Seven is such an arbitrary number.
There are seven days in the week. Why? Well, because either the Babylonians or the Hebrews, or possibly both independently, decided that something that’s close to (but not quite) a quarter of a moon was helpful.
There are seven luminaries in the sky, the “classical planets,” all the traveling stars that didn’t stay still: the sun, the moon, Mercury, Venus, Mars, Jupiter, and Saturn. (They also lent their names to the days of the week.) Why seven? Well, because Uranus and Neptune are too far away to be seen by the naked eye.
There are seven colors in the rainbow. Why? Because Isaac Newton was very religious, and very into numerology, so he declared that “indigo” was a separate color, to make seven.
There are seven seas. What are they? Well, they are
- the Arctic Ocean, the North Atlantic Ocean, the South Atlantic Ocean, the Indian Ocean, the North Pacific Ocean, the South Pacific Ocean, and the Southern Ocean
- the Persian Gulf, the Arabian Sea, the Bay of Bengal, the Strait of Malacca, the Singapore Strait, the Gulf of Thailand, and the South China Sea
- the Adriatic Sea, the Mediterranean Sea, the Black Sea, the Caspian Sea, the Persian Gulf, the Arabian Sea, and the Red Sea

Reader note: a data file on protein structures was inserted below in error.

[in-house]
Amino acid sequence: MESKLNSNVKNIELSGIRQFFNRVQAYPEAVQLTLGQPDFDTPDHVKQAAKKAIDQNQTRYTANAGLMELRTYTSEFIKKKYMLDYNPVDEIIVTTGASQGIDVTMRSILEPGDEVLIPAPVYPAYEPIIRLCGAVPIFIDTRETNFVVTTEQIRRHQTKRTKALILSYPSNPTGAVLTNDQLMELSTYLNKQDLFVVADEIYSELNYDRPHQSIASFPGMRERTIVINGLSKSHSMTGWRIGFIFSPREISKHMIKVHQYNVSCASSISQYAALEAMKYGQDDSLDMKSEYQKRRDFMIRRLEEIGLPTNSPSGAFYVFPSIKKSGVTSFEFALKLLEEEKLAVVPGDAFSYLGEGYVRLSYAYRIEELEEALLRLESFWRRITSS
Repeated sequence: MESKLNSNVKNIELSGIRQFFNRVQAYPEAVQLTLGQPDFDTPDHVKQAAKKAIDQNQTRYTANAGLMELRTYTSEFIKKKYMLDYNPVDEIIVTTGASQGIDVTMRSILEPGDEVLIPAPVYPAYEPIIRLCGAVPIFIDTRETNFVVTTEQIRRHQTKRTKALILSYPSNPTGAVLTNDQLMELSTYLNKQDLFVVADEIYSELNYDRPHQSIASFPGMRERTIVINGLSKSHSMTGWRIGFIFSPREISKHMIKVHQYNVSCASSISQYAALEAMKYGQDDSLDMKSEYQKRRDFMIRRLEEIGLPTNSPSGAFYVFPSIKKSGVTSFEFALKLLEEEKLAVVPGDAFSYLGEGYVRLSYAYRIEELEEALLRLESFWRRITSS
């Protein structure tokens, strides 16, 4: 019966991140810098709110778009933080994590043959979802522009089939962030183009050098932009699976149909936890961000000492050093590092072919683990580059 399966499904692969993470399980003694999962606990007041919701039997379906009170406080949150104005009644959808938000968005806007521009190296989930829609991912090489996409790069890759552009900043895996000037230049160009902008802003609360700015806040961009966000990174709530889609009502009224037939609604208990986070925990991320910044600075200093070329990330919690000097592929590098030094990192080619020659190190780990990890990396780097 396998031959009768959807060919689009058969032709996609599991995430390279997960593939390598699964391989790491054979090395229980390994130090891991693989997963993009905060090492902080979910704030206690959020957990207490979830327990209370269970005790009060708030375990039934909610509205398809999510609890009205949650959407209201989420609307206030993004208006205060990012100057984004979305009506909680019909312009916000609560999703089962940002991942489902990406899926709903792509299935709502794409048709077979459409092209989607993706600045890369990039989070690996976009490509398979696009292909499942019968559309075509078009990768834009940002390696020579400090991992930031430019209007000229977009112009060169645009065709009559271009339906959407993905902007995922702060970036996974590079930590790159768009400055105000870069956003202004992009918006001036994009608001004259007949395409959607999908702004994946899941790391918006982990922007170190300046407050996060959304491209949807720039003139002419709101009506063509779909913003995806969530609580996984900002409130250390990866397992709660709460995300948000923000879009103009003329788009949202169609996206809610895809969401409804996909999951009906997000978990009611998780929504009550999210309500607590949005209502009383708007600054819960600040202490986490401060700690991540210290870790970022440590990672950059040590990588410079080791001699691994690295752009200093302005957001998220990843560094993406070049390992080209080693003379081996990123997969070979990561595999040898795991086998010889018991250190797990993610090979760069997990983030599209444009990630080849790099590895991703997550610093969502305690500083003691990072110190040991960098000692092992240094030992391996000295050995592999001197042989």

- the Sea of Galilee, the Dead Sea, the Red Sea, Birkat Ram, Lake Hula, the Sea of Aspamia, and the Mediterranean Sea.
- So, not arbitrary at all. No way.
There are seven continents, so long as you count Europe and Asia as separate, and also North and South America as separate, which people in many countries do not.
There are seven notes in the traditional western diatonic scale. Okay, this one isn’t quite arbitrary. It turns out there is a lot of mathematics involved. And it’s by far the most aesthetically pleasing scale to western ears. But which came first? Do we find it pleasing because it’s what we’re used to? Or did we adopt it because it was pleasing?
There were seven wonders of the ancient world. Why seven? Because the Greeks liked that number.
Sevens abound in scripture, particularly the Hebrew Bible and the New Testament. Why? Because seven is a holy number. Why is seven a holy number? Because it abounds in scripture.
Seriously, seven? You’re a squatter. You just show up wherever other numbers haven’t yet been, and say, “This is mine.” No wonder seven is loaded with such symbolism and superstition.